“The major hurdle for passing TPS legislation: conservative Republicans in Congress along with a group of White House officials. They are wary of extending TPS to Venezuela while trying to end the program in countries like Haiti, Honduras, El Salvador and Nicaragua.” [Tampa Bay Times, 7/31/19]  

  • Miami New Times: “Despite Messages of Solidarity, the U.S. Still Deports Venezuelans.” 

“The Trump administration has proven inconsistent in its attitudes towards Maduro and the people who were forced to flee the dictatorship in Venezuela,” says Jose Colina, president of the Miami organization Veppex”… “If they can deport a Venezuelan, they will. And if they can’t, they leave them in jails for months.” [Miami New Times, 9/24/19]


Florida Democratic Party Chair on Today’s Supreme Court Ruling


Today, the Supreme Court of the United States maintained the Eleventh Circuit’s stay, allowing the state to continue blocking returning citizens from the ballot box because they cannot afford to pay fines and fees. In response, Florida Democratic Party Chair Terrie Rizzo released the following statement: 


“Florida Republicans have a shamefully transparent electoral strategy: voter suppression. Floridians overwhelmingly voted to allow returning citizens to vote nearly two years ago, but Governor DeSantis is determined to limit participation in our democracy and punish the poor by fighting for this modern day poll tax.” 


Opinion: Supporting Dreamers means supporting Joe Biden

Last week, the Sun Sentinel published an op-ed penned by Mariana Castro, the Florida Democratic Party’s Deputy Digital Director, who came to this country as a child from Peru, about her experience as a DACA recipient, the recent DACA Supreme Court decision, and Joe Biden’s plans for comprehensive immigration reforms. Mariana detailed her experience before she received DACA, and also highlighted what having DACA meant to her, and the need to elect Joe Biden in order to “[build] a future America that all of us can participate and thrive in.”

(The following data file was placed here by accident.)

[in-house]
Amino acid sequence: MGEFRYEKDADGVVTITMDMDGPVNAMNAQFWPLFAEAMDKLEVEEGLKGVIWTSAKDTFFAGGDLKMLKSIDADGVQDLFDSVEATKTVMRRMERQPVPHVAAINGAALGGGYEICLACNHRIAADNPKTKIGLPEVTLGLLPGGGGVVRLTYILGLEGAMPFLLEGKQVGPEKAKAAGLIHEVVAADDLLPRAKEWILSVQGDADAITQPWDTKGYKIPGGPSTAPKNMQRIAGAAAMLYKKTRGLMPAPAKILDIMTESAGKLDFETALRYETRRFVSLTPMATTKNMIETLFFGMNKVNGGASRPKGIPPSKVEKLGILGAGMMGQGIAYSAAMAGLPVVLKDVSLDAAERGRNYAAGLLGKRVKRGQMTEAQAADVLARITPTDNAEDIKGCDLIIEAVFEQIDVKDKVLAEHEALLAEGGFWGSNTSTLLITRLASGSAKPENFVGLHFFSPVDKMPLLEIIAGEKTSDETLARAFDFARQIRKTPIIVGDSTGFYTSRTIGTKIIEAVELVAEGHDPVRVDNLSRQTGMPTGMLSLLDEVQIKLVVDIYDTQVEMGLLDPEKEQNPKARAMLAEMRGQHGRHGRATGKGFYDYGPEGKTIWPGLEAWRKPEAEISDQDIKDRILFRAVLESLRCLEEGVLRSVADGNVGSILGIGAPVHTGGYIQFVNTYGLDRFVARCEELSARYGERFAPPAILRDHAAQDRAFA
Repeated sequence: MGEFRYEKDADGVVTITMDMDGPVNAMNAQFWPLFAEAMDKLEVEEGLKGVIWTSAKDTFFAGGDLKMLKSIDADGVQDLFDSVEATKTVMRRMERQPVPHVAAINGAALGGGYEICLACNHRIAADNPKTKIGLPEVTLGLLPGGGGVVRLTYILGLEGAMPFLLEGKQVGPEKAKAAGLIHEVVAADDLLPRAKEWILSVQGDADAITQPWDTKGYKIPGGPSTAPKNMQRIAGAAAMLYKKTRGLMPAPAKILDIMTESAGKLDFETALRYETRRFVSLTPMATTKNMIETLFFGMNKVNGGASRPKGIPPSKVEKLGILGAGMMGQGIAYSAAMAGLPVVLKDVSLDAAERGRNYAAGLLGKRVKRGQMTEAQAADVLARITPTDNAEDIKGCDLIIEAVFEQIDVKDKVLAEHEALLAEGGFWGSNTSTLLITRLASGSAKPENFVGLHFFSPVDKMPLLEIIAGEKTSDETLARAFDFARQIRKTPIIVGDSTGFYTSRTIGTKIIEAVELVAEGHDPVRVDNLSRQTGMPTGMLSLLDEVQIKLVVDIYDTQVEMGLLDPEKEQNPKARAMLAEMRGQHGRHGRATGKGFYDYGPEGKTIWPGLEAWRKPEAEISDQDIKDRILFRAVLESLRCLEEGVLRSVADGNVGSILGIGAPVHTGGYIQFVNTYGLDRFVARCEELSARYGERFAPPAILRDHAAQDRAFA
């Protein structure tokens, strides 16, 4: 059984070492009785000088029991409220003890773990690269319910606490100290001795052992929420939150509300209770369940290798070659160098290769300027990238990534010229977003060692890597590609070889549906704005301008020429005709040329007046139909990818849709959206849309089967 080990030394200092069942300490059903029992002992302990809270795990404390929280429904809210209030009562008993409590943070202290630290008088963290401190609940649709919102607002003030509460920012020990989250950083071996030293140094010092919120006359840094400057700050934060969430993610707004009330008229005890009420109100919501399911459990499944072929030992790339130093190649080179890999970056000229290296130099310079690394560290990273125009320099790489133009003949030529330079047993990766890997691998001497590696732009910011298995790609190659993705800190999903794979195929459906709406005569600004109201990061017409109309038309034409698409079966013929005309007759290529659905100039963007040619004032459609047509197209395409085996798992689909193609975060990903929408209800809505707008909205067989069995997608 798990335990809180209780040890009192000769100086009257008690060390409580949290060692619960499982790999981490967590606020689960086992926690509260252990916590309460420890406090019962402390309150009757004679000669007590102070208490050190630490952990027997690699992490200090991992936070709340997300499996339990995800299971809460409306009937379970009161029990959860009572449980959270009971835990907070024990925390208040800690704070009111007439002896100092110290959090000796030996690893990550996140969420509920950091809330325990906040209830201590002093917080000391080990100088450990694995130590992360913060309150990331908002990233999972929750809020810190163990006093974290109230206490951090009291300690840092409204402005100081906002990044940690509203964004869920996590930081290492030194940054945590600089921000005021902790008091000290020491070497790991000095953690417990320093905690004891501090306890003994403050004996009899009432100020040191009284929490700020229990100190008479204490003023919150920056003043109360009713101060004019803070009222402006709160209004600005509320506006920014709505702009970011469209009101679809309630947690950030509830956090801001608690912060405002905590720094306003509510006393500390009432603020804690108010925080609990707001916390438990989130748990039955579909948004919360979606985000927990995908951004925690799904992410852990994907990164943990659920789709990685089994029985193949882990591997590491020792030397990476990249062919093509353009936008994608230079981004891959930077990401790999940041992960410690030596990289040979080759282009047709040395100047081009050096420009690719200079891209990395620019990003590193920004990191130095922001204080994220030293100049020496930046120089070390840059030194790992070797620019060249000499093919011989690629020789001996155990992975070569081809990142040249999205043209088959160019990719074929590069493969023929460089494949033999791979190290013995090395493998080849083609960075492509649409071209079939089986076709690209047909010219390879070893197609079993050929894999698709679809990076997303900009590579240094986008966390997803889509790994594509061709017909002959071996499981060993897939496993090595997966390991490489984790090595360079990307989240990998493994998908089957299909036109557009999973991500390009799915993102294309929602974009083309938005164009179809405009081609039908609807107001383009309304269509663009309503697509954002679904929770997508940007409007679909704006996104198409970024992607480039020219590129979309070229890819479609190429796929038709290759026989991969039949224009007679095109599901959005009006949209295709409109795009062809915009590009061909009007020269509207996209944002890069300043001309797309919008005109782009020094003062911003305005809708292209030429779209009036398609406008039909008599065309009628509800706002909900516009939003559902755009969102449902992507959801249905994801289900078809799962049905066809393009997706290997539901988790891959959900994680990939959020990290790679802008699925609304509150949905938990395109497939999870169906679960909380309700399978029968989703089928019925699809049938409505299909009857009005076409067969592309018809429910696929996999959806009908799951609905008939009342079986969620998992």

“For my fellow Floridians, I see in Vice President Biden’s plan a vision that will address some of the most important issues we’re facing. Immigrants are embedded in the fabric of this country. Joe Biden doesn’t just recognize that, but cherishes it,” said Mariana Castro in the opinion piece. “Electing Joe Biden for President of the United States is the right thing to do and will restore dignity, hope and empowerment to our immigrant community.”
7/13/20, Sun Sentinel, Supporting Dreamers means supporting Joe Biden | Opinion – South Florida Sun Sentinel – South Florida
Key Points: 

  • “When my mother first told me about the United States, she painted a picture of opportunity. She told me, “mija, las cosas van a cambiar” — things will change for the better. That day, almost 15 years ago, I kissed my father goodbye at the airport without knowing it may be the last time I ever saw him.”
  • “My mother and I arrived in Florida from Peru in 2005 and I quickly understood our situation. While we were escaping crime and poverty in Peru, we weren’t truly “safe” in America either. Growing up undocumented meant walking around with a target on my back, hoping that no one would notice I lacked a piece of paper. It meant living in secret out of fear of deportation, but also fear of never reaching my full potential. In 10th grade, I realized that regardless of my excellent grades, extracurricular activities and community service hours, it would be nearly impossible to attend a full-time university without status. I felt defeated.”